HER story, considered from beginning to end, is epic. It starts with a child picking cotton, in the fields alongside her sharecropping family, in Nutbush, Tennessee. It ends with her as a glowing 80-something, presiding regally at Chateau Algonquin in Kusnacht, now a naturalised Swiss citizen.

Along the way, she becomes someone else’s construction – Tina Turner, the stage name imposed upon her by her abusive husband Ike. And then she seizes that construction, to redefine herself and conquer pop music.

Beneath that is a deep river of neglect and violence from childhood to mid-adulthood. Beyond that is a startling story of how transforming and saving spiritual redefinition can be.

And through the middle, the music, fitfully containing all these elements. As a listener, I have my own particular entry point with Tina Turner – which obviously acknowledges the thunder of River Deep, Mountain High, or the skippy pop of What’s Love Got To Do With It.

I was an avid post-punk in the early 80s, tracking a swarm of electronic artists like Cabaret Voltaire, John Foxx and Heaven 17. The last of these became the British Electric Foundation (BEF), who made a much-anticipated LP, Music of Quality and Distinction Vol 1.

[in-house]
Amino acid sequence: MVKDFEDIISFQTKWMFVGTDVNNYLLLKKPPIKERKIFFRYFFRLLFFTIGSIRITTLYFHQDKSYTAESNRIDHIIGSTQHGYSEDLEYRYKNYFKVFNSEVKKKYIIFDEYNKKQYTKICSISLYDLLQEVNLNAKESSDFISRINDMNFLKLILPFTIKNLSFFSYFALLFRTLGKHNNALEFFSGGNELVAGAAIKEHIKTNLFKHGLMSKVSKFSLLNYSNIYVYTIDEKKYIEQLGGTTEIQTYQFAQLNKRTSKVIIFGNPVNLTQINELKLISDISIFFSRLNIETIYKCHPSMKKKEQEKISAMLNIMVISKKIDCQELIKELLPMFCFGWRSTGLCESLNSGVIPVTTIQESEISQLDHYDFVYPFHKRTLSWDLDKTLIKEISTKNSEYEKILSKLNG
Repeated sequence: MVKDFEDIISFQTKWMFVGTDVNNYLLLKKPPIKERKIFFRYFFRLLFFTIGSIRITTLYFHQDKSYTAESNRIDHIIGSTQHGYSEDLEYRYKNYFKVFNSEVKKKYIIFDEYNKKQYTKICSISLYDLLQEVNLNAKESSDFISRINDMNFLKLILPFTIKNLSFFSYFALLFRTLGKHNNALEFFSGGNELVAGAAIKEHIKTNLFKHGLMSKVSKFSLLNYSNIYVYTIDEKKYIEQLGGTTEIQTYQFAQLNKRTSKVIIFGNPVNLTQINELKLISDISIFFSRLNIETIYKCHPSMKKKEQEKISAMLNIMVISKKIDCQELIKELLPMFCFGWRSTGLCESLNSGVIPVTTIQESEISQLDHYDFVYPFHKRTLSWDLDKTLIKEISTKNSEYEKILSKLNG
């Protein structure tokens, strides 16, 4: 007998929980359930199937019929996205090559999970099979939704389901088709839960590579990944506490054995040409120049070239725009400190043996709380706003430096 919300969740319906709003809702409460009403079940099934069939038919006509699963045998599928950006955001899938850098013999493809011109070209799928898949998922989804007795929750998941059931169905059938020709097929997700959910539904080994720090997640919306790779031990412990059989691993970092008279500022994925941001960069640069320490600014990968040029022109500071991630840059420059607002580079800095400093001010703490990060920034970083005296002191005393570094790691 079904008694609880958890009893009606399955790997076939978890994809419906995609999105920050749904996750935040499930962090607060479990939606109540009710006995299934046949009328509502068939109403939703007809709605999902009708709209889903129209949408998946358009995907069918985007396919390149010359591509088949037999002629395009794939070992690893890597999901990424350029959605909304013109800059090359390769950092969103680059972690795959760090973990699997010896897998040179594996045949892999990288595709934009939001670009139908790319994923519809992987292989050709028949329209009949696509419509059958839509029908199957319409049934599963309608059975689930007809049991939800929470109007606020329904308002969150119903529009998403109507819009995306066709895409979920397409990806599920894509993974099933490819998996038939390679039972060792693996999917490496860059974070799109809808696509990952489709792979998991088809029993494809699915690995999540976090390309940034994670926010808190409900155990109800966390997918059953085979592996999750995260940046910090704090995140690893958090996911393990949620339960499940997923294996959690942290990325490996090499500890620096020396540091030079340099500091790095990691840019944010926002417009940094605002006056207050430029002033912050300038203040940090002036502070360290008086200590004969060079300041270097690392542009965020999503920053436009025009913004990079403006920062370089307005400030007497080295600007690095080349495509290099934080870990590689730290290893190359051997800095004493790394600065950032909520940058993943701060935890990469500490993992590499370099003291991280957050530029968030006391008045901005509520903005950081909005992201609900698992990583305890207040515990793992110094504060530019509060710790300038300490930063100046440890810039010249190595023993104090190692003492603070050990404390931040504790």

On there, alongside the ironic curation of Billy Mackenzie, Sandie Shaw and (oh yes) Gary Glitter, was Tina Turner blasting out The Temptations’ Ball of Confusion.

It’s a fantastic electro-funk backing track – but Turner was a revelation to me. Her voice seemed just as drenched in the soul tradition as that of the original Edwards, Kendricks, Williams and Franklin. Where did that, where did she, really come from?

It’s been good, in these days after Turner’s passing, to narrow down on the answer to that question. We rightly venerate figures like Sam Cooke and Aretha Franklin, Ray Charles and James Brown, as black American pop pioneers.

But a consideration of Tina Turner’s formative years makes her no less seminal.